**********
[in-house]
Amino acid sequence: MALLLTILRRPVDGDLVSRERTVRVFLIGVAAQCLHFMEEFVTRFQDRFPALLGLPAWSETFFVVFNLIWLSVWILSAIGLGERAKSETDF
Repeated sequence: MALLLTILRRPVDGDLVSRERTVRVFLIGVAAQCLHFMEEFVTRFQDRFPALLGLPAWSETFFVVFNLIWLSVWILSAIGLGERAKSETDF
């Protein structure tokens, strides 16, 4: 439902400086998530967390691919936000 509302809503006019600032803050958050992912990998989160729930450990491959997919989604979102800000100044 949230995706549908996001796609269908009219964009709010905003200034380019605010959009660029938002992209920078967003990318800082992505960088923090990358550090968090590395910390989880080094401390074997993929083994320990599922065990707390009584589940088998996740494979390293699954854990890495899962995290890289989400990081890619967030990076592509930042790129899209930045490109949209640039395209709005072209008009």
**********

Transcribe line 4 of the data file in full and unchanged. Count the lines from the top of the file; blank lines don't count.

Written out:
């Protein structure tokens, strides 16, 4: 439902400086998530967390691919936000 509302809503006019600032803050958050992912990998989160729930450990491959997919989604979102800000100044 949230995706549908996001796609269908009219964009709010905003200034380019605010959009660029938002992209920078967003990318800082992505960088923090990358550090968090590395910390989880080094401390074997993929083994320990599922065990707390009584589940088998996740494979390293699954854990890495899962995290890289989400990081890619967030990076592509930042790129899209930045490109949209640039395209709005072209008009």